The ONS has developed new methods to work out how many people die while homeless, and today we have been able to publish our first figures for England and Wales. Deputy Director for Health Analysis and Life Events, Ben Humberstone explains.
In 2017, an average of 12 people died homeless every week.
In experimental statistics released today, we estimate that a total of 597 deaths of homeless people were registered in England and Wales last year, the most recent year for which complete deaths data are available. We produced figures for five calendar years, and the annual number increased over time by nearly a quarter, from 482 in 2013.
It has taken time and effort to produce estimates of sufficient quality to properly shine a light on this critical issue. Deaths of homeless people are not straightforward to count. This is because in many cases, those registering the death may not have known the person was homeless or been able to record the address of any emergency accommodation they may have used. It is also not always easy to ascertain whether a recorded address is an emergency accommodation.
These estimates have been compiled from a rigorous review of death records and the use of statistical modelling to predict how many additional cases exist that our review could not identify individually.
Another issue was defining who counts as homeless and who doesn’t. Different organisations use different definitions, ranging from rough sleeping, staying in a hostel through to ‘sofa surfing’. The people whose deaths were counted in our report had been sleeping rough or were residents of homeless shelters and direct access hostels around the time of death.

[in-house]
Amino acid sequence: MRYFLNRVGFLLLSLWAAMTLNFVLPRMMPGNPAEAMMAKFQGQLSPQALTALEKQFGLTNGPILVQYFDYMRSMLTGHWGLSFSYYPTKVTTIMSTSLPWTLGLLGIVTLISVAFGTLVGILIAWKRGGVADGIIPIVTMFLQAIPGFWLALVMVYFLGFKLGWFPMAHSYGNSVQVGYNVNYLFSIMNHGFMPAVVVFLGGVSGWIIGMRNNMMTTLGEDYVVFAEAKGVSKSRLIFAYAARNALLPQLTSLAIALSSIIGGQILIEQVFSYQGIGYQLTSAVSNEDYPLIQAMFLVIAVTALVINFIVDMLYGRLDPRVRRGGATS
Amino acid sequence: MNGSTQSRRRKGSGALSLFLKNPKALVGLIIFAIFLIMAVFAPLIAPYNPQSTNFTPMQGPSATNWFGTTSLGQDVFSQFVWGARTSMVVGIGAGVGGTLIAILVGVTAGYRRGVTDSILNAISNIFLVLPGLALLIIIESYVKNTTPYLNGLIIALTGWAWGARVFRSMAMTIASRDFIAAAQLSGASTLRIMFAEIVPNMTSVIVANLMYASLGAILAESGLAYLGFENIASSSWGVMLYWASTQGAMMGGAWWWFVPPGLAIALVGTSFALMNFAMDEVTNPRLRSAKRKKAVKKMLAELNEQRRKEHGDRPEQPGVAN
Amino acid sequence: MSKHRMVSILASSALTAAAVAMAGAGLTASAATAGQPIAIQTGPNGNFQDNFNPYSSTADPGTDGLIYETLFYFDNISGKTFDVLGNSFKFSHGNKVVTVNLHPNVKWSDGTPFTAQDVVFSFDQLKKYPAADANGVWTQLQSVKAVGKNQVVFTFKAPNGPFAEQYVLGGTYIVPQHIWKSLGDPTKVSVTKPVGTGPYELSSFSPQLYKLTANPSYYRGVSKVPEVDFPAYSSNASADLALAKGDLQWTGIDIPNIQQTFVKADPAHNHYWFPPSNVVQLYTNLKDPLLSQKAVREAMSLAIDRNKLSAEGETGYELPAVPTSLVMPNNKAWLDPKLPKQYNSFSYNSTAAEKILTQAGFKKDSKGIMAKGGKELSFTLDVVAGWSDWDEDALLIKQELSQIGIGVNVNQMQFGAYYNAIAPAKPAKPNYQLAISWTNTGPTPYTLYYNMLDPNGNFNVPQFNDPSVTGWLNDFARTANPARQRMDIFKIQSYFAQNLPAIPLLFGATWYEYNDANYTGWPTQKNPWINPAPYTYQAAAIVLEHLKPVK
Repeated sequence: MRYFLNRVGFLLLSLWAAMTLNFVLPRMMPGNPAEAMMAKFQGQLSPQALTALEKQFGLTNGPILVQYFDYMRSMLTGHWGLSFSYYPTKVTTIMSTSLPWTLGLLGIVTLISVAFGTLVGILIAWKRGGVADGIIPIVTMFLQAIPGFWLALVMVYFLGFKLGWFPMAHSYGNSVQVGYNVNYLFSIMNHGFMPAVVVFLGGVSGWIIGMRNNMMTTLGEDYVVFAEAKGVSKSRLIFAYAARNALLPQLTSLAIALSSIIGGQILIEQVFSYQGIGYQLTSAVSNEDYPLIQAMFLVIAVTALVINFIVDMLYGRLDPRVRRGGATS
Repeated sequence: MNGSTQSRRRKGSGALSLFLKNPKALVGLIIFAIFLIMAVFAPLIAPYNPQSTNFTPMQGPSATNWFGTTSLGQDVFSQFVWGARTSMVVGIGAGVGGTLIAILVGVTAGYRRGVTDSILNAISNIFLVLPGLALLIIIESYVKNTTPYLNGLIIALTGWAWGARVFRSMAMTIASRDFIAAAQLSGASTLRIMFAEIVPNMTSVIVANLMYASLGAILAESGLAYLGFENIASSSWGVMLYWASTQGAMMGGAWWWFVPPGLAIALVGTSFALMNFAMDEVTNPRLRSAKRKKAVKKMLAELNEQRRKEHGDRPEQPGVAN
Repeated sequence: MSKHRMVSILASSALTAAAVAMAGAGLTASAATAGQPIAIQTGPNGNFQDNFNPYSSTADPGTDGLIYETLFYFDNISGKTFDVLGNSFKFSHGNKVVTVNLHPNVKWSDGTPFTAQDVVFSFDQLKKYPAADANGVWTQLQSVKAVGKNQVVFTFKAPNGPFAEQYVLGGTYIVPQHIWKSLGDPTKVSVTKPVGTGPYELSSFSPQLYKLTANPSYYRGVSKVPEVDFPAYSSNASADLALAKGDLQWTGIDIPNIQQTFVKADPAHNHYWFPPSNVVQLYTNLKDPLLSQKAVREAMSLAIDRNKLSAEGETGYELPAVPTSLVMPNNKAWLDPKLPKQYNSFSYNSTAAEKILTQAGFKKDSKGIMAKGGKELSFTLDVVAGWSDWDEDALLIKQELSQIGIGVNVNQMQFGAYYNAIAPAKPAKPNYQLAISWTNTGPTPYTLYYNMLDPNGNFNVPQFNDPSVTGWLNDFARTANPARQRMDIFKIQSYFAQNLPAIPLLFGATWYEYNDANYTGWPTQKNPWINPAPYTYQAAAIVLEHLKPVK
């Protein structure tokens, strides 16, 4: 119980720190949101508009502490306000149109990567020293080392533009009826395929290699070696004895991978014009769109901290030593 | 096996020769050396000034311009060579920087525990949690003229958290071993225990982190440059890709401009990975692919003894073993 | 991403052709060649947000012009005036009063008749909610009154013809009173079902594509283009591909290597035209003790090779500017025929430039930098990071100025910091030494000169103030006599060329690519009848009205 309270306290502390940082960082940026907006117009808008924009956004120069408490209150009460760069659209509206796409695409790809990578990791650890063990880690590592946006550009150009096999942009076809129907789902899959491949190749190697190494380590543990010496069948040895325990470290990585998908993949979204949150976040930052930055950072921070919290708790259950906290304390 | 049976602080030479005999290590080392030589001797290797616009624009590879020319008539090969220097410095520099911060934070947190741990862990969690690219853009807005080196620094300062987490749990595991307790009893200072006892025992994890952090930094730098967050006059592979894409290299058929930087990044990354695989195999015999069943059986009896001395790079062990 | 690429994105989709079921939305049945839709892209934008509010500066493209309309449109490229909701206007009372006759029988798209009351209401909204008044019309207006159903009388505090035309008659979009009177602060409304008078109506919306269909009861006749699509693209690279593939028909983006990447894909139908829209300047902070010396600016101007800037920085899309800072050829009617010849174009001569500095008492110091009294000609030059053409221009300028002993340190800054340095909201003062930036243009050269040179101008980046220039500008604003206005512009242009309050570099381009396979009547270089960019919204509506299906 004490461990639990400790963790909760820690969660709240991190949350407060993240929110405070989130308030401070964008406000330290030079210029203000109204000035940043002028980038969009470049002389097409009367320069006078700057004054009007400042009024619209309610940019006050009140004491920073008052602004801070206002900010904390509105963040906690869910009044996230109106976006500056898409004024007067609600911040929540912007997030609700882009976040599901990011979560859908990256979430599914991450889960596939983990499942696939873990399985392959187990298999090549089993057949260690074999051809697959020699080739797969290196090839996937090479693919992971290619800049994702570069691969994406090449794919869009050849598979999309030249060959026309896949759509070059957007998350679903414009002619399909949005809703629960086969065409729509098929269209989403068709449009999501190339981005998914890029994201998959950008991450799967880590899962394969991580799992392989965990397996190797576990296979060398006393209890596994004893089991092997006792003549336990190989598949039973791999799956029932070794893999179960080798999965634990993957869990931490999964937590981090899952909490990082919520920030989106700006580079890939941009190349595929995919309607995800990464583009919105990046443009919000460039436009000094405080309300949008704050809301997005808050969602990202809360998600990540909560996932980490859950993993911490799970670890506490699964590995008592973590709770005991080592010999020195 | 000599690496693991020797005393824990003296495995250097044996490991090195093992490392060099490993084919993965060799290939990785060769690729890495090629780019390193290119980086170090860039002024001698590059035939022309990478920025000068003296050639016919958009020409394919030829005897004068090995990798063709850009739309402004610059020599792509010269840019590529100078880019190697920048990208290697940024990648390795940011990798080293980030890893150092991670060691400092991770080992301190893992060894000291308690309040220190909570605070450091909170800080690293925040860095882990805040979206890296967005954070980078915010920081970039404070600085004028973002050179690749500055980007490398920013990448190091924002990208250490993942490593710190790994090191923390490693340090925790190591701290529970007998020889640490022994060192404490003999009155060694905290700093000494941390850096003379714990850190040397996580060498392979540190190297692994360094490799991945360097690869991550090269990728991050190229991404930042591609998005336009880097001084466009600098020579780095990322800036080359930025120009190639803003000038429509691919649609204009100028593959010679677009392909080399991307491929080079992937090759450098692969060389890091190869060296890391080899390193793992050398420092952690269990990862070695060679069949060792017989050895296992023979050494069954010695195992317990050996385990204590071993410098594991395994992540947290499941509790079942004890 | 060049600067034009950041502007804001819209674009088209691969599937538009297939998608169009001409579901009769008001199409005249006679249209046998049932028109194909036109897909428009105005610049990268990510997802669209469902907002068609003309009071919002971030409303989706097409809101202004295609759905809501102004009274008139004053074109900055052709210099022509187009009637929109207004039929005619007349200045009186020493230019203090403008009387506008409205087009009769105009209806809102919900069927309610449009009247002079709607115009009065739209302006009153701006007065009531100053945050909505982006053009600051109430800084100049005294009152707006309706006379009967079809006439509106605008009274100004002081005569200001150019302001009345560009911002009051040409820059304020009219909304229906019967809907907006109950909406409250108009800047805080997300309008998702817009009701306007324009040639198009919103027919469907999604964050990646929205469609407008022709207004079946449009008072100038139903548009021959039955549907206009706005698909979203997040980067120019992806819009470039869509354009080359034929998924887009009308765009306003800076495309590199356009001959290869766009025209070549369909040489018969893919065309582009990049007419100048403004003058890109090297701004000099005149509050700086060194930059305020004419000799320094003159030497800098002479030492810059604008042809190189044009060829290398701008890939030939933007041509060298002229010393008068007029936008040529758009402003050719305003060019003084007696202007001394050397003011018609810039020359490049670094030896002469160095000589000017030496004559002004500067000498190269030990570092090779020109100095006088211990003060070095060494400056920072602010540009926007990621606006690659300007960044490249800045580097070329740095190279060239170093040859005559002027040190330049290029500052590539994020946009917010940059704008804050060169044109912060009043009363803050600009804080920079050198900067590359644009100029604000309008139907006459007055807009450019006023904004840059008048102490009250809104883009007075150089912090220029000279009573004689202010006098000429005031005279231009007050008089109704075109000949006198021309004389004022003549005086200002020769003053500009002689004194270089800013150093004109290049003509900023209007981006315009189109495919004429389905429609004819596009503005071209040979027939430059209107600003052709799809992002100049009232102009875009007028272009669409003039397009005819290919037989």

Despite these challenges, we were keen to be able to provide new statistics and insight that can be used by Government and wider organisations to make a real difference to some of the most vulnerable people in society.
The decision to focus on this issue came after the UK Statistics Authority published a paper in November last year reviewing the public value of statistics on housing and planning in the UK which sparked a new range of statistical work on housing and homelessness. The ONS’s authoritative estimates published today will support this and the Homelessness Reduction Act 2017, which came into effect on 3rd April 2018.
The report follows The Ministry of Housing, Communities and Local Government’s rough sleeping strategy, which was published in August, and the Welsh Government’s two-year plan to reduce rough sleeping, published in February.
Our figures released today will support both of these strategies as well as other organisations working to help homeless people by providing invaluable insight.
Our findings show a pattern of deaths among homeless people which is strikingly different from the general population. For example, the causes of deaths recorded provide an insight into the circumstances around people who die while having no home. It is already known that homeless people can have complex health and personal histories, as well as being exposed to high levels of risk and difficulty obtaining good quality medical care.
Understanding a problem is the first step to solving it, and producing these statistics will help society make better decisions to tackle homelessness and stop homeless people dying in our communities. These statistics aren’t just numbers, behind each death is the story of some of the most vulnerable members of society.
This is the first official estimate of the deaths of homeless people. We plan to continue producing them on an annual basis, with estimates for 2018 to be published next summer. This is vital if decision-makers across society are to have the right evidence on which to base their decisions.